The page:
9. Mar 23, 2012 #8
    You have not made any sense yet because you are accepting something without knowing how true is it. You have to go and research and then come back with your findings.
     
  10. Mar 23, 2012 #9
    What do Borek has to say about my post in quote above?
     
  11. Mar 23, 2012 #10

    Borek

    User Avatar

    Staff: Mentor

    What tal444 wrote makes a perfect sense. We have a good fossil record proving it is true. For an outline see http://en.wikipedia.org/wiki/Timeline_of_evolution

    Hostility in your tone was noted.
     
  12. Mar 23, 2012 #11

    Borek

    User Avatar

    Staff: Mentor

    You are right about fish being the most primitive of the vertebrates listed. Question is - how to compare respiratory system with gills and respiratory system with trachea? You have to define a "primitivity" criteria before answering the question.
     
  13. Mar 23, 2012 #12
    The word "primitive" is used to refer to earliest form of something existence in link to this concept on disscusion. Is used to refer to something that happened or had earliar existed before another occured.
    Since embroyology, one of the evidence of evolution put it that the embroyos of all animal posses gill slit like those of a fish which later disappear as the embroyo grows but fish retains it own into a well developed gill system covered with opperculum and later used as organ of respiration, I put it that fish has the most primitive respiratory system.
     
  14. Mar 23, 2012 #13

    Borek

    User Avatar

    Staff: Mentor

    Define "earlier". Earlier in time, or earlier in the lineage? What if the same thing evolved more than once, like an eye, in completely different clades - which one is more primitive, the one that evolved earlier? What if the one that evolved earlier is a highly sophisticated structure, while the one that evolved later is just a light sensitive spot on the skin?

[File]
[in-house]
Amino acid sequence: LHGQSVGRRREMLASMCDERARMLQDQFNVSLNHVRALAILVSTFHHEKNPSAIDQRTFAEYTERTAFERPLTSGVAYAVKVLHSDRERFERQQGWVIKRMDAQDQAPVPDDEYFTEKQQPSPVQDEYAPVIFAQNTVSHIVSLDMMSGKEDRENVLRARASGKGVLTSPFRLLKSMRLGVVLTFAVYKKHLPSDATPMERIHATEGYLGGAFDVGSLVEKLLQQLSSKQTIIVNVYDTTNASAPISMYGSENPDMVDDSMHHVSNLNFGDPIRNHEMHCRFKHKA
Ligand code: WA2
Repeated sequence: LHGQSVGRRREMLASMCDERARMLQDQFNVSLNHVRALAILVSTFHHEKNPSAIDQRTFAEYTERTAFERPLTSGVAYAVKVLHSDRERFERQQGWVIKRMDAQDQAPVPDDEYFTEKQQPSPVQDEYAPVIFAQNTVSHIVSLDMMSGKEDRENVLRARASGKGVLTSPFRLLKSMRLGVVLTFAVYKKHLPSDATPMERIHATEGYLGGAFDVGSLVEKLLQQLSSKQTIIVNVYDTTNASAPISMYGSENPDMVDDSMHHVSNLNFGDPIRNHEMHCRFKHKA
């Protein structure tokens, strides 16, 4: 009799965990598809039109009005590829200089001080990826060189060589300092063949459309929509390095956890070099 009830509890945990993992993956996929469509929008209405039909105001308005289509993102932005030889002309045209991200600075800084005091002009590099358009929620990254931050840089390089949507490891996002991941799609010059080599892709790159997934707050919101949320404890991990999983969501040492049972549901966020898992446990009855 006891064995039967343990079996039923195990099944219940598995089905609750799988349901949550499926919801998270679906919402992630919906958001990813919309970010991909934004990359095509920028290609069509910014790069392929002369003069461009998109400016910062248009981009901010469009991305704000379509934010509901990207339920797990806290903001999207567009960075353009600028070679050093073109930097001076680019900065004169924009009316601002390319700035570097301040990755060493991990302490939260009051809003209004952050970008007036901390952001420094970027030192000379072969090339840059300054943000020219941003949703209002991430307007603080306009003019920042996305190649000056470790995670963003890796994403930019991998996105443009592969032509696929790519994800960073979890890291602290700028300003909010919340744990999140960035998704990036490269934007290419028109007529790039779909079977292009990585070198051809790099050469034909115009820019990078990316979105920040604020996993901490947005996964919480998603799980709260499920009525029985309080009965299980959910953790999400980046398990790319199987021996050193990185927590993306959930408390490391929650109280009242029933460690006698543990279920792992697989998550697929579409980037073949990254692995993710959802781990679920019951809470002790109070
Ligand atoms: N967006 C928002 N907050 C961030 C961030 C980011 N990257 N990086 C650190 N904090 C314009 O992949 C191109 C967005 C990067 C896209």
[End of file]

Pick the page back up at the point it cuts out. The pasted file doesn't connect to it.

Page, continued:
Not all animals. Vertebrates that can trace their ancestry to fish. Grasshopper doesn't fit, as it is from completely different part of animal kingdom.
     
  15. Mar 23, 2012 #14
    Don't conclude yet. Have you taken your time to study the embryo of grasshopper?
     
  16. Mar 23, 2012 #15

    Borek

    User Avatar

    Staff: Mentor

    No. Did you?

    It works both ways - during epigenesis you can "see" evolutionary history, but you also can't see things that were not there. Last time I checked grasshopper didn't have a vertebrate ancestor with gills.
     
  17. Mar 24, 2012 #16
    Not only that, but gills and lungs are far more evolved and developed than the simple spiracles of insects. Gills are specially adapted to life in liquids. That doesn't automatically mean that it is more primitive. If we are discussing primitive as the most "simple" or least developed, than gills are certainly not the answer.
     
  18. Mar 27, 2012 #17
  19. Mar 27, 2012 #18
    Then bring a good point to back your conviction.
     
  20. Mar 27, 2012 #19
    ... I thought I made my point. Gills are adapted to living in water because lungs are useless in water, thus they have evolved. Lungs are specially adapted to life on land, because they have evolved to get the most surface area to obtain oxygen (alveoli). Insects, on the other hand, still only have relatively simple organs that allow diffusion of air in and out.
     
  21. Apr 26, 2012 #20
    It is very obvious that grasshopper has the most primitive respiratory system but according to the past question and answer booklet where I got the question from, the answer there is fish and am dragging hard to get a concrete explaination to that.
     
Know someone interested in this topic? Share this thread via Reddit, Google+, Twitter, or Facebook




Similar Discussions: The Most Primitive Respiratory System
Loading...